If Michigan and Syracuse have taught us anything this season, it's that it is not how you finish your season, but how you start it.
If that sounds odd, it's because it is. But it checks out.
On the night of January 30, the Wolverines were fresh off a win over Northwestern and sitting at 20-1. The Orange had just fallen victim to a classic Villanova upset, but they were still 18-2.
At that point, both looked like legitimate Final Four squads.
But then both unraveled. Michigan lost three of its next four, and it would eventually enter the tournament at 6-6 in its last 12 including a loss to mighty Penn State. Syracuse wasn't the same, either, going 8-8 down the stretch—and it needed three Big East tourney wins to get to that mark.
Nevertheless, here we are, in college basketball's promised land with two once-reeling squads pitted against each other, both now playing their best basketball of the season.
Therein lies the unpredictable season in a nutshell.
Note: All advanced statistics come from BBState.com, unless noted otherwise.
When: Saturday, April 6, at 8:49 p.m. ET
Where: Georgia Dome, Atlanta, Ga.
Live Stream: March Madness On Demand
Spread Info: Michigan (-2.5), Over/Under: 130, via Vegas Insider
Michigan Injury Report (via USA Today)
None to report
Syracuse Injury Report (via USA Today)
G Michael Carter-Williams, Ankle, Probable
What They're Saying
Both teams are quite different now, but ESPN's Fran Fraschilla notes a recent matchup could signal Michigan's strategy against Syracuse's ferocious 2-3 zone:
Fran Fraschilla @franfraschilla
53-51 Syracuse win over Michigan game in Legends in 2010 will give you good idea of what UM vs. 2-3 will do: Hardaway in high post a lot.2013-4-4 18:10:41
This is one of the most compelling aspects of the game. The middle of that zone is a weak spot, but it usually takes a big man with vision and a jump shot to exploit it. Mitch McGary has been nearly unstoppable during the tourney, but he isn't that.
Fortunately, the Wolverines have some talented guards with size who can play that role. If Tim Hardaway Jr. doesn't step in the middle, look for Glenn Robinson III to do so.
Of course, for as stout as the Orange have been on defense, it has at times been just as difficult for them to get their own points. As ESPN's Eamonn Brennan points out, it's best for Jim Boeheim's athletes to get out in transition:
The Orange weren't exactly the fastest team in the country this season -- they ranked No. 244 in Pomeroy's adjusted tempo -- but you really do not want to see them on the break. According to Synergy scouting data, Syracuse averaged 1.12 points per trip in transition this season, disproportionately more than in the half court.
Here's the problem for Michigan. In addition to limiting turnovers—which it does very well—the best way to stop transition buckets is to stay away from the offensive glass and simply get back on defense.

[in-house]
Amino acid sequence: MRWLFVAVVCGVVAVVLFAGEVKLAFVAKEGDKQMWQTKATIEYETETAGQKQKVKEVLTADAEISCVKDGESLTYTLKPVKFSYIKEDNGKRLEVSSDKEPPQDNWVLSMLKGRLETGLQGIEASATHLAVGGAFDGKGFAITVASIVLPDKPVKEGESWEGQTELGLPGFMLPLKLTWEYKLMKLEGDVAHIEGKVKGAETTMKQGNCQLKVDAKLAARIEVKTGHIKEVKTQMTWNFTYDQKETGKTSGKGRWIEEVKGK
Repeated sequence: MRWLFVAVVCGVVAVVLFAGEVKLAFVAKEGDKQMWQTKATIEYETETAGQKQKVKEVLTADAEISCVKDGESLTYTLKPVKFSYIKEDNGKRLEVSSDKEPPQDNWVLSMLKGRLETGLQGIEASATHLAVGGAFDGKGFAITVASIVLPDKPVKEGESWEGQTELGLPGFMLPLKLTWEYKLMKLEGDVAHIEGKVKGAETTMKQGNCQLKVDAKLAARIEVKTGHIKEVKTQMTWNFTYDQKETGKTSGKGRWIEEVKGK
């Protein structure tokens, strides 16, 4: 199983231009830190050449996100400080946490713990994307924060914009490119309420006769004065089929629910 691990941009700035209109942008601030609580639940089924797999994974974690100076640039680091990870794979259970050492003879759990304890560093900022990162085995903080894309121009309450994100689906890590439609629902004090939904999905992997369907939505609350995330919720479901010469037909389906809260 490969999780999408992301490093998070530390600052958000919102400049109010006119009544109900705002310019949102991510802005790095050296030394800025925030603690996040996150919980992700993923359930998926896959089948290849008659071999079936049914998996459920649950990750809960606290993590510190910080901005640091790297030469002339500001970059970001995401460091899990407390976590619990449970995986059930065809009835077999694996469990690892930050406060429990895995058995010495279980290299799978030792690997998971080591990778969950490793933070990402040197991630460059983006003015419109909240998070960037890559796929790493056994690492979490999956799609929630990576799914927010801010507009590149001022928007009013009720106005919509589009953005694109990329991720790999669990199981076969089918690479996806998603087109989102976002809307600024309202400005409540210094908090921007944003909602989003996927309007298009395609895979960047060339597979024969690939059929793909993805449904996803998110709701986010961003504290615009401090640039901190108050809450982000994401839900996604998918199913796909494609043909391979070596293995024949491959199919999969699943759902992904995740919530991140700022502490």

The only problem is that the Wolverines have one of the best rebounders in America in Mitch McGary.
Do they let him crash the glass (with that added bonus that it is difficult to rebound out of a zone), or do they concentrate on getting set up on defense and not letting Michael Carter-Williams get a head of steam?
Michigan Player to Watch: Nik Stauskas
Sports Illustrated's Luke Winn introduces us to the "Stauskas Corner":
The sharpshooting freshman who lit up Florida to the tune of 6-of-6 three-point shooting and 22 points clearly has a favorite spot on the court: the left corner.
If anyone is going to limit that spot, it's Syracuse.
Not only are the Orange holding teams to 15.2 percent (!) shooting from beyond the arc in the tournament, but they have a long athlete named C.J. Fair residing in the Stauskas Corner.
On one play in the Elite Eight, the 6'8" Fair seemed too far under the basket, but recovered staggeringly quickly to block a Marquette three in that corner, leading to memories of Hakim Warrick. Stauskas is crucial to Michigan's offensive attack, and it will be intriguing to see if he can find any open looks in his favorite spot.
Syracuse Player to Watch: Michael Carter-Williams
Carter-Williams can be enigmatic, but I'll take an enigma that reminds me of Penny Hardaway any day of the week.
The 6'6" point guard with unreal vision was impossible to figure out during the regular season. He would follow up a no-look, jaw-droppoing assist with a boneheaded turnover or an ill-advised three. He matched 7.4 flashy assists per game with 3.4 turnovers and under 30 percent three-point shooting.
In four tournament wins, however, the long, rangy sophomore has seemingly turned a corner, averaging 13 points and 4.5 assists. While that second number is down from his season average, his turnovers are constantly decreasing (2.75) and he has attempted just seven three-pointers (making four of them).
When Carter-Williams is in controlled attack mode, the Orange are difficult to stop.
Throw in his ability to cause havoc at the top of the zone (2.8 steals per game) and length to bother Trey Burke, and you have unquestionably Syracuse's most crucial player.
Syracuse's ability on the offensive end—especially against Michigan's suddenly improved defense—scares me, but that 2-3 zone is suffocating and has the tools to slow down Burke, Stauskas and McGary, three of the Wolverines' most important offensive weapons.
Syracuse 62, Michigan 60
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